The First African American-Owned Distillery in Kentucky Opens Its Doors

Capping off a year where a spotlight was placed on diversity in American whiskey, a new operation in Louisville, Kentucky has officially launched as the state’s first African American-owned distillery. Brough Brothers Distillery, founded by brothers and Kentucky natives Victor, Christian, and Bryson Yarbrough, opened its doors earlier this month in the Park Hill neighborhood, and bourbon production is already underway.

“We’re literally distilling right now,” Victor Yarbrough, the company’s CEO, told Whisky Advocate in late December. “These past few weeks we’ve really been trying to focus on owning the processes, and we’re attempting to get the first barrel [filled] by December 31st.” Brough Brothers was able to fill its first 5-gallon barrels on New Year’s Eve, a series the company is calling Origin Barrels.

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While the bourbon being made at the distillery has years to age, Brough Brothers has offered bottles of MGP-sourced bourbon since 2019, starting overseas and then stateside since February 2020. With the opening of this new distillery, the company has reached the final phase in what has been a years-long vision. “The company is not new,” Yarbrough says. “But in terms of this actual facet of the business, [producing whiskey ourselves] is new.”

Importers Turned Whiskey Makers

The sourced Brough Brothers bourbon, made from a mash of 75% corn, 21% rye, and 4% malted barley, was initially sold in the UK, where Yarbrough was living at the time. A fan of English hard cider, he saw an opportunity to start an import-export company for alcoholic beverages: exporting cider to the U.S., and importing American craft-made beer and spirits, including bourbon. In 2013, Yarbrough brought Bryson on board, and in 2019, Christian joined them. Together they created the Brough Brothers brand.

“Of course, the larger brands were there, but what we saw was an affinity for bourbon” among British consumers, he says. “They always recognized bourbon as one of the key things coming out of Kentucky, besides Muhammad Ali and sometimes horse racing. So it kind of clicked: We’re from Kentucky. This is our bread-and-butter spirit. This is something that I think we could evolve with and produce a great-quality product.”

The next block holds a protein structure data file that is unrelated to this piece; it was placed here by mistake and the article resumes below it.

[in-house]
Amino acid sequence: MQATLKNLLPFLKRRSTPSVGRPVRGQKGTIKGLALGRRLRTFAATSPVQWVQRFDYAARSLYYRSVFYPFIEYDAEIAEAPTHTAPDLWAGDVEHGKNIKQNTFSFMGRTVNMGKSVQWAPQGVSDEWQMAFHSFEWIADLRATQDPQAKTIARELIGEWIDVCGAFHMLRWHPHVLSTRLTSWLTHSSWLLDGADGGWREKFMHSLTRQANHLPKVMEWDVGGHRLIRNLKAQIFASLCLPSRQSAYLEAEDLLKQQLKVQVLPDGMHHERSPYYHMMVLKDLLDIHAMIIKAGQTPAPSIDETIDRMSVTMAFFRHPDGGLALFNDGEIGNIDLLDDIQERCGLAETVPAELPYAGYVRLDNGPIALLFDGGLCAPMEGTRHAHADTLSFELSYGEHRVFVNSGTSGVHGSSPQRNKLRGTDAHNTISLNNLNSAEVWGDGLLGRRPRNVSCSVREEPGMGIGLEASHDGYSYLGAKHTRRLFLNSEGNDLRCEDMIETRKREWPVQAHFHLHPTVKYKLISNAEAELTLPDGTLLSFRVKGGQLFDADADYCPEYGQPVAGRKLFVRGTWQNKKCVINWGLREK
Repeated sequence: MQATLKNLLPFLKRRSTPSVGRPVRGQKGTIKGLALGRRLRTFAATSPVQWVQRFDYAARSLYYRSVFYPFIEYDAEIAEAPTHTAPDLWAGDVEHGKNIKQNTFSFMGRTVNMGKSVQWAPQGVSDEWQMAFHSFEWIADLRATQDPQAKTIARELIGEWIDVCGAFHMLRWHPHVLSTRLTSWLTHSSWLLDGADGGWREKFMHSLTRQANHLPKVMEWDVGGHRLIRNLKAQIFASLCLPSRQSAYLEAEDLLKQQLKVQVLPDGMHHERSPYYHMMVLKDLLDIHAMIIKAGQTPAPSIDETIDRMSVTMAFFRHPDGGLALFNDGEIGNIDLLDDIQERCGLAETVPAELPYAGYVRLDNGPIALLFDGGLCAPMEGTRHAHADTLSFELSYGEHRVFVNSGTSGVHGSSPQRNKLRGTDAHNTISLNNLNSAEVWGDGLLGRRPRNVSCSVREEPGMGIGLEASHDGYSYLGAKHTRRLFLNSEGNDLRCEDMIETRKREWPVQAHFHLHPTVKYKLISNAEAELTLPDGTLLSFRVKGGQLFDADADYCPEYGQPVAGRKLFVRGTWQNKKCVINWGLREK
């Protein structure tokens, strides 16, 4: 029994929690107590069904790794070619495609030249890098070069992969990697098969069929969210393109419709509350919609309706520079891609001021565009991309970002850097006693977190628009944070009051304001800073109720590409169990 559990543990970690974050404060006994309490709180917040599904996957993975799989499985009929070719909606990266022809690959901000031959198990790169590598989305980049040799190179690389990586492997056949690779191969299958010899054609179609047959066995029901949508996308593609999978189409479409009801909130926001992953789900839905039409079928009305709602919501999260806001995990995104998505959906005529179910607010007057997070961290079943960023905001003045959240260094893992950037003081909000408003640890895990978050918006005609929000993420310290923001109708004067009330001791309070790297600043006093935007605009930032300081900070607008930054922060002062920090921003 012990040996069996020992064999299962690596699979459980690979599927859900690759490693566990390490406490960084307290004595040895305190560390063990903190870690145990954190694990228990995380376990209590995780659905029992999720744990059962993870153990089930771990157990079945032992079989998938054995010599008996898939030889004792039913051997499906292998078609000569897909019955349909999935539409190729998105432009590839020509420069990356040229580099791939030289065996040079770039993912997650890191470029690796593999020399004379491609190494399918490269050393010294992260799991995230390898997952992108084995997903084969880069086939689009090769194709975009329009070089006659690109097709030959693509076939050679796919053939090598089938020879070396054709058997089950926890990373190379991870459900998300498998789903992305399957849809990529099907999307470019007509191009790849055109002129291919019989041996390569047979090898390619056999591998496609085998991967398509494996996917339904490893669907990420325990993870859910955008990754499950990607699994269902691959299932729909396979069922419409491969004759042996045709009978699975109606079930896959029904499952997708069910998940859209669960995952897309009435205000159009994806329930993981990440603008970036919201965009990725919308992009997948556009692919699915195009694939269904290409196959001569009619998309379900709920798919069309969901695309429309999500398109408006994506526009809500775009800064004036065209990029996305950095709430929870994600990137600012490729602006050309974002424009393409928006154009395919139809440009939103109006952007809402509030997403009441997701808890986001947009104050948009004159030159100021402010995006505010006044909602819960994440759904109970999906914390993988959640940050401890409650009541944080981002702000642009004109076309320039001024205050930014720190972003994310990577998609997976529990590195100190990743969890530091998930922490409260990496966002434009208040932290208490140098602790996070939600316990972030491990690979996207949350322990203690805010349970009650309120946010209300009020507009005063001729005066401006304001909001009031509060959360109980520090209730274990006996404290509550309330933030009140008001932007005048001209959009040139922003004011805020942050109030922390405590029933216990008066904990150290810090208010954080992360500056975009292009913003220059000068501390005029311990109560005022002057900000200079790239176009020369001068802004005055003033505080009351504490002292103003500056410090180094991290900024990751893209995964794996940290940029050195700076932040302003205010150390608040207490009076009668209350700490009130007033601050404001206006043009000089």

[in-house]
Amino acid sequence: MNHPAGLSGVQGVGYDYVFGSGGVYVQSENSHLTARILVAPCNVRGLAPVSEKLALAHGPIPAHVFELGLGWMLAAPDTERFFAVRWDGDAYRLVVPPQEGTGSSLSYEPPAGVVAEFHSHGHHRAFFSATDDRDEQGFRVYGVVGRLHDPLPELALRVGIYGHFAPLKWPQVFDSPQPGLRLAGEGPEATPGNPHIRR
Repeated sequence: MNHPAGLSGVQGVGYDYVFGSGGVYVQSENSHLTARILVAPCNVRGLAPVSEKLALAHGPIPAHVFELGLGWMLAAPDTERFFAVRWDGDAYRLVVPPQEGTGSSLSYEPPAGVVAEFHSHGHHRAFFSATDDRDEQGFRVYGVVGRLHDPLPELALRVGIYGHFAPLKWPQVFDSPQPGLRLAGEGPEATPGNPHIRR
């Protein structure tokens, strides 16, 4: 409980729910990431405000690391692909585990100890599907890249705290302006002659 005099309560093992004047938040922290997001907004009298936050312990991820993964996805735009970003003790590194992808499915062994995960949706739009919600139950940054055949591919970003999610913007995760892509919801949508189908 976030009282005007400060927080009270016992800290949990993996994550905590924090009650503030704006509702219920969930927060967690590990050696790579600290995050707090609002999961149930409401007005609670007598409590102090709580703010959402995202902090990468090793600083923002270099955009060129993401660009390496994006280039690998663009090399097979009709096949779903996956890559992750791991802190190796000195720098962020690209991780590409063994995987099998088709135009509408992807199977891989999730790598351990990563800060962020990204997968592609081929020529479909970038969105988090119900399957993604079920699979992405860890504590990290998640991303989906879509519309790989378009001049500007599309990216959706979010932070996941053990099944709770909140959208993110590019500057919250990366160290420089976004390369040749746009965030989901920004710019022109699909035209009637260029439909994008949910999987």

With a foot already in the distribution side, the Yarbrough brothers sought first to establish the brand and then develop the whiskey. “I felt that if we were able to get ahold of it, get into the industry at a manufacturing level, we’ll be able to produce not only a great-quality product, but also jobs for the community as well,” Yarbrough says, adding that he’s received advice from fellow whiskey makers at Neeley Family Distillery and Limestone Branch Distillery as Brough Brothers gets up and running.

The company has an 8-foot column still and 50-gallon pot still, and plans to fill both 25- and 53-gallon barrels. It will wait at least two years to release the first house-made straight bourbon, though Yarbrough says there might be a 1 year old commemorative limited edition, matured in a 25-gallon barrel. Additionally, there are plans to contract-distill elsewhere and add a second whiskey to the Brough Brothers range. “It’ll be something commemorative as well,” he says. “A lot of what we do, the thought process behind it is that we want to tell a story. So this would definitely tell a story as well.” The distillery will also offer a gin and vodka.

For now, though, Yarbrough says that they are working hard to lay down distillate. “It’s going to be crunch time,” he says of the effort to kick off production. “Once we have everything running in January, our goal is to pop out a barrel a week in general.”

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